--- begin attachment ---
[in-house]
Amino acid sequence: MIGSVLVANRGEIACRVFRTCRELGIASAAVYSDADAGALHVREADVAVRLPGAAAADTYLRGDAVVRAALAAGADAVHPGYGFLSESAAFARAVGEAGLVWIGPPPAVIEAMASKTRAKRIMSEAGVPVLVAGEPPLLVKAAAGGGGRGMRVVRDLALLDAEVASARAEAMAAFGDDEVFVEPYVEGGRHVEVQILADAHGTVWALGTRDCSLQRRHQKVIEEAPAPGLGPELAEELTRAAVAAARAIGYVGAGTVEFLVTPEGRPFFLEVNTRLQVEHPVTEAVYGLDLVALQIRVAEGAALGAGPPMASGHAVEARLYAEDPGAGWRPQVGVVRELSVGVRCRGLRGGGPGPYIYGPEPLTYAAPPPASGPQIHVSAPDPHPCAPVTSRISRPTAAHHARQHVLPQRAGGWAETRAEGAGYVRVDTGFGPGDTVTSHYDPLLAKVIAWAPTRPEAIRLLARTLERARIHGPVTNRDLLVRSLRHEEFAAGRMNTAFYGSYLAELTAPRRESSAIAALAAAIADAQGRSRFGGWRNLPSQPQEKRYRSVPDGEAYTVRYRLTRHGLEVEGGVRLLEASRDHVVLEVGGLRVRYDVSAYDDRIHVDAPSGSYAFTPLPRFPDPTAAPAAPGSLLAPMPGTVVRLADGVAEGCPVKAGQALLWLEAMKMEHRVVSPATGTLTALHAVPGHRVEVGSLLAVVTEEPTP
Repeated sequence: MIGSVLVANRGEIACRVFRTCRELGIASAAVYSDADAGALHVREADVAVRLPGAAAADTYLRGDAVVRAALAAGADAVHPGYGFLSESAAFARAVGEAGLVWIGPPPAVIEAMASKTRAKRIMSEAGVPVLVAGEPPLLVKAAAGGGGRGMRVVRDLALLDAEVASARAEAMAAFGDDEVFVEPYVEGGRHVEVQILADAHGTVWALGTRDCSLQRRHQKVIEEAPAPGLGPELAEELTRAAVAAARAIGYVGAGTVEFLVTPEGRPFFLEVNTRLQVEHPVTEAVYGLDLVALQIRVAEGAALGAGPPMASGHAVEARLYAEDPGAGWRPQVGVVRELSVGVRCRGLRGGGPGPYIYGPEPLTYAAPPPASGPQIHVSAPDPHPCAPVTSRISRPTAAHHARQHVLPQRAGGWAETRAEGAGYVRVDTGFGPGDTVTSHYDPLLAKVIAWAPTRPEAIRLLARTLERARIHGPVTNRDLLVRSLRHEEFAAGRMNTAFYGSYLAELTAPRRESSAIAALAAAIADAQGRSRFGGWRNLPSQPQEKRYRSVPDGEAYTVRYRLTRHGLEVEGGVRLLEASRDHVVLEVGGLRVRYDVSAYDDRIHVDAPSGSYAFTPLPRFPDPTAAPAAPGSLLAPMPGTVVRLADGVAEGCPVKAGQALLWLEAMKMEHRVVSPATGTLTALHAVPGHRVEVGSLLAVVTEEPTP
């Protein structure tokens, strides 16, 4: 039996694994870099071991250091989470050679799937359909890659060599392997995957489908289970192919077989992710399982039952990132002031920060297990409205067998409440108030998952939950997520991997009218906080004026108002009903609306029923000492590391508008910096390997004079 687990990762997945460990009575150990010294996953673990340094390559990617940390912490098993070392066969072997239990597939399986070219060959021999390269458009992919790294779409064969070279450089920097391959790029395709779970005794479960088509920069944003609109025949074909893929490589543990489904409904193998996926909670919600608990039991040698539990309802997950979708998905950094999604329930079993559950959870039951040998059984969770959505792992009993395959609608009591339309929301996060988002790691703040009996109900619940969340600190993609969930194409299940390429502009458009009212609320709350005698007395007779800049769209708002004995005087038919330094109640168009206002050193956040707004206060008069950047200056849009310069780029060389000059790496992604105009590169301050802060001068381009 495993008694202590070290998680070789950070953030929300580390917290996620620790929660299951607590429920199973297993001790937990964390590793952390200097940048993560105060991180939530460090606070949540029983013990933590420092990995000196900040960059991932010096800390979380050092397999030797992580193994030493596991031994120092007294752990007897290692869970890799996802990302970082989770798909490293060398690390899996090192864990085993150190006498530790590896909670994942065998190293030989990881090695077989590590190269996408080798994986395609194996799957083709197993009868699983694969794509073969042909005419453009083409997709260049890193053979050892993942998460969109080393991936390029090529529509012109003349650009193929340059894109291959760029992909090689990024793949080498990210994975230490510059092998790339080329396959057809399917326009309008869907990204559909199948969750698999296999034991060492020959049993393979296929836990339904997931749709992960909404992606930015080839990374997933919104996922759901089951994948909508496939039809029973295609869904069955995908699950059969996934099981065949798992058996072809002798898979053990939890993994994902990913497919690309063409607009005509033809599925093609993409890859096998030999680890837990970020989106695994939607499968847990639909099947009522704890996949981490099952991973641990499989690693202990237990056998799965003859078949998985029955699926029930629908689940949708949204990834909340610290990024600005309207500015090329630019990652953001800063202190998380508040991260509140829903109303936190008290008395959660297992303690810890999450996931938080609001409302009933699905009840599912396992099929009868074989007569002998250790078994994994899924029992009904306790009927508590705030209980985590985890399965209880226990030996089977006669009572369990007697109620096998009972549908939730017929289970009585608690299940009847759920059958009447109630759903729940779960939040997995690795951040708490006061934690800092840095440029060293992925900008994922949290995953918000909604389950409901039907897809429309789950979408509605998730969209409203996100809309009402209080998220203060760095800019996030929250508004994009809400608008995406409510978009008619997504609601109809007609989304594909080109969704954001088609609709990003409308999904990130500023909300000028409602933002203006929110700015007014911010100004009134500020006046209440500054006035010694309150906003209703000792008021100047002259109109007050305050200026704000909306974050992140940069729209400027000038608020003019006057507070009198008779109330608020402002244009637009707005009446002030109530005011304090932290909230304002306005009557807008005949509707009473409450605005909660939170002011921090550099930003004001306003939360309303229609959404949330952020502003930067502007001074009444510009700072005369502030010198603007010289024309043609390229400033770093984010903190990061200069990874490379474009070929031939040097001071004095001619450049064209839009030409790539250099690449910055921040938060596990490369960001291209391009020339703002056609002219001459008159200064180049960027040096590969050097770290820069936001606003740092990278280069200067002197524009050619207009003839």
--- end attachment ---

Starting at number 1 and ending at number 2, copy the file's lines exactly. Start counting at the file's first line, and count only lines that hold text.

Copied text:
[in-house]
Amino acid sequence: MIGSVLVANRGEIACRVFRTCRELGIASAAVYSDADAGALHVREADVAVRLPGAAAADTYLRGDAVVRAALAAGADAVHPGYGFLSESAAFARAVGEAGLVWIGPPPAVIEAMASKTRAKRIMSEAGVPVLVAGEPPLLVKAAAGGGGRGMRVVRDLALLDAEVASARAEAMAAFGDDEVFVEPYVEGGRHVEVQILADAHGTVWALGTRDCSLQRRHQKVIEEAPAPGLGPELAEELTRAAVAAARAIGYVGAGTVEFLVTPEGRPFFLEVNTRLQVEHPVTEAVYGLDLVALQIRVAEGAALGAGPPMASGHAVEARLYAEDPGAGWRPQVGVVRELSVGVRCRGLRGGGPGPYIYGPEPLTYAAPPPASGPQIHVSAPDPHPCAPVTSRISRPTAAHHARQHVLPQRAGGWAETRAEGAGYVRVDTGFGPGDTVTSHYDPLLAKVIAWAPTRPEAIRLLARTLERARIHGPVTNRDLLVRSLRHEEFAAGRMNTAFYGSYLAELTAPRRESSAIAALAAAIADAQGRSRFGGWRNLPSQPQEKRYRSVPDGEAYTVRYRLTRHGLEVEGGVRLLEASRDHVVLEVGGLRVRYDVSAYDDRIHVDAPSGSYAFTPLPRFPDPTAAPAAPGSLLAPMPGTVVRLADGVAEGCPVKAGQALLWLEAMKMEHRVVSPATGTLTALHAVPGHRVEVGSLLAVVTEEPTP